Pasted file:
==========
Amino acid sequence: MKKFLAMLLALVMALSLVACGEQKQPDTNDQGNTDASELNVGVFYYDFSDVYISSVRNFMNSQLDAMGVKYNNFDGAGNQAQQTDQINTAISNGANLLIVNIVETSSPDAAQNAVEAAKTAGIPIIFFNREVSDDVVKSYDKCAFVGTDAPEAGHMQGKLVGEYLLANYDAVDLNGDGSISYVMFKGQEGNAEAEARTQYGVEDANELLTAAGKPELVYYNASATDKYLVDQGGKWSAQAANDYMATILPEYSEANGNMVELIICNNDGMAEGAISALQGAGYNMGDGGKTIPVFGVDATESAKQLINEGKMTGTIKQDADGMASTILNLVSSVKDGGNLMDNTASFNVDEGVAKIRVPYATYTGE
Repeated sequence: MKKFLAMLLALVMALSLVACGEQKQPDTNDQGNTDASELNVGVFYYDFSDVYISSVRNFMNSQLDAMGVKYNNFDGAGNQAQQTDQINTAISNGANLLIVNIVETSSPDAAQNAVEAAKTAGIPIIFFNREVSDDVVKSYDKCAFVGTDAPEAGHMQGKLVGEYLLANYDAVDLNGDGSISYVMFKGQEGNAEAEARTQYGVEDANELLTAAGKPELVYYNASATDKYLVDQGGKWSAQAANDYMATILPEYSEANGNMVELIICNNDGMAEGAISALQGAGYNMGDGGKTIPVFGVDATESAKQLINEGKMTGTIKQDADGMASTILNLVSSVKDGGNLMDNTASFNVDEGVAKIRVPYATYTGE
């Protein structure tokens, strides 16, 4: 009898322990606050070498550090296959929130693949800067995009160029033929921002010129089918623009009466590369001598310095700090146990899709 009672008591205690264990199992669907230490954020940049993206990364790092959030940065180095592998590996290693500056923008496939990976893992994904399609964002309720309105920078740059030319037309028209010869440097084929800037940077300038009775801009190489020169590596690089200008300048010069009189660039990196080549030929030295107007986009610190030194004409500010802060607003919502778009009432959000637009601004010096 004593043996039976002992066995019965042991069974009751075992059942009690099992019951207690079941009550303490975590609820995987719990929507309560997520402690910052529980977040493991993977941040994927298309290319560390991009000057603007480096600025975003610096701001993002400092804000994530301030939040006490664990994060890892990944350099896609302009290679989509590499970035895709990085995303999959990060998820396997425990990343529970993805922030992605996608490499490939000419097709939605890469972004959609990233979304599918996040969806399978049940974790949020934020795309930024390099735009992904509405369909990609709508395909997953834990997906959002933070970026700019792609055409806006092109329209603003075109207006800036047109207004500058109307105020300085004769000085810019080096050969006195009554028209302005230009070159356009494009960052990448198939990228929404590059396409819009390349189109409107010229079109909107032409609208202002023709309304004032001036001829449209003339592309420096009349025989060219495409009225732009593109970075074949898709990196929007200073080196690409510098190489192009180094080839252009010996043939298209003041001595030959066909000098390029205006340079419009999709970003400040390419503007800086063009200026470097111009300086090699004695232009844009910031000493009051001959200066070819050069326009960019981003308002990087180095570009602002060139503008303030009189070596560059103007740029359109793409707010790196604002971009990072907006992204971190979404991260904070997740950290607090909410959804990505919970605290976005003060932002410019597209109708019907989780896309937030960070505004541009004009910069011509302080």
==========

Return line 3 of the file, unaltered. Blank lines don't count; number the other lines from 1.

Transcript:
């Protein structure tokens, strides 16, 4: 009898322990606050070498550090296959929130693949800067995009160029033929921002010129089918623009009466590369001598310095700090146990899709 009672008591205690264990199992669907230490954020940049993206990364790092959030940065180095592998590996290693500056923008496939990976893992994904399609964002309720309105920078740059030319037309028209010869440097084929800037940077300038009775801009190489020169590596690089200008300048010069009189660039990196080549030929030295107007986009610190030194004409500010802060607003919502778009009432959000637009601004010096 004593043996039976002992066995019965042991069974009751075992059942009690099992019951207690079941009550303490975590609820995987719990929507309560997520402690910052529980977040493991993977941040994927298309290319560390991009000057603007480096600025975003610096701001993002400092804000994530301030939040006490664990994060890892990944350099896609302009290679989509590499970035895709990085995303999959990060998820396997425990990343529970993805922030992605996608490499490939000419097709939605890469972004959609990233979304599918996040969806399978049940974790949020934020795309930024390099735009992904509405369909990609709508395909997953834990997906959002933070970026700019792609055409806006092109329209603003075109207006800036047109207004500058109307105020300085004769000085810019080096050969006195009554028209302005230009070159356009494009960052990448198939990228929404590059396409819009390349189109409107010229079109909107032409609208202002023709309304004032001036001829449209003339592309420096009349025989060219495409009225732009593109970075074949898709990196929007200073080196690409510098190489192009180094080839252009010996043939298209003041001595030959066909000098390029205006340079419009999709970003400040390419503007800086063009200026470097111009300086090699004695232009844009910031000493009051001959200066070819050069326009960019981003308002990087180095570009602002060139503008303030009189070596560059103007740029359109793409707010790196604002971009990072907006992204971190979404991260904070997740950290607090909410959804990505919970605290976005003060932002410019597209109708019907989780896309937030960070505004541009004009910069011509302080």